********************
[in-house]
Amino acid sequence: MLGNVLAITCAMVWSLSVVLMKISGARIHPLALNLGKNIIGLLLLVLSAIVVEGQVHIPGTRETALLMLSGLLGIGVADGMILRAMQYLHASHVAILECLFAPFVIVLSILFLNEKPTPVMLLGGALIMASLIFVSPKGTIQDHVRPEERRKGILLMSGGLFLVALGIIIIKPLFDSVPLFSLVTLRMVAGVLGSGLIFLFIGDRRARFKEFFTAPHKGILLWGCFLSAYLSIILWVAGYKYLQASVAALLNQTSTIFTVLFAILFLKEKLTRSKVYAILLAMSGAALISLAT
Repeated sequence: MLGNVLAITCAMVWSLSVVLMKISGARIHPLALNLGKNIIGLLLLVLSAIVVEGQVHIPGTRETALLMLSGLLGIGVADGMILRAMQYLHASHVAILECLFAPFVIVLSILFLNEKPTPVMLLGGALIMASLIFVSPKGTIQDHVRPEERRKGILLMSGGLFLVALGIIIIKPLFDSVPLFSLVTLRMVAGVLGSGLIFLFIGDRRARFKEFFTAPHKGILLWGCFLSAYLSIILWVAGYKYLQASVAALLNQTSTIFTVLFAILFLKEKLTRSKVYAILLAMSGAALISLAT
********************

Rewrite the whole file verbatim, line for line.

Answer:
[in-house]
Amino acid sequence: MLGNVLAITCAMVWSLSVVLMKISGARIHPLALNLGKNIIGLLLLVLSAIVVEGQVHIPGTRETALLMLSGLLGIGVADGMILRAMQYLHASHVAILECLFAPFVIVLSILFLNEKPTPVMLLGGALIMASLIFVSPKGTIQDHVRPEERRKGILLMSGGLFLVALGIIIIKPLFDSVPLFSLVTLRMVAGVLGSGLIFLFIGDRRARFKEFFTAPHKGILLWGCFLSAYLSIILWVAGYKYLQASVAALLNQTSTIFTVLFAILFLKEKLTRSKVYAILLAMSGAALISLAT
Repeated sequence: MLGNVLAITCAMVWSLSVVLMKISGARIHPLALNLGKNIIGLLLLVLSAIVVEGQVHIPGTRETALLMLSGLLGIGVADGMILRAMQYLHASHVAILECLFAPFVIVLSILFLNEKPTPVMLLGGALIMASLIFVSPKGTIQDHVRPEERRKGILLMSGGLFLVALGIIIIKPLFDSVPLFSLVTLRMVAGVLGSGLIFLFIGDRRARFKEFFTAPHKGILLWGCFLSAYLSIILWVAGYKYLQASVAALLNQTSTIFTVLFAILFLKEKLTRSKVYAILLAMSGAALISLAT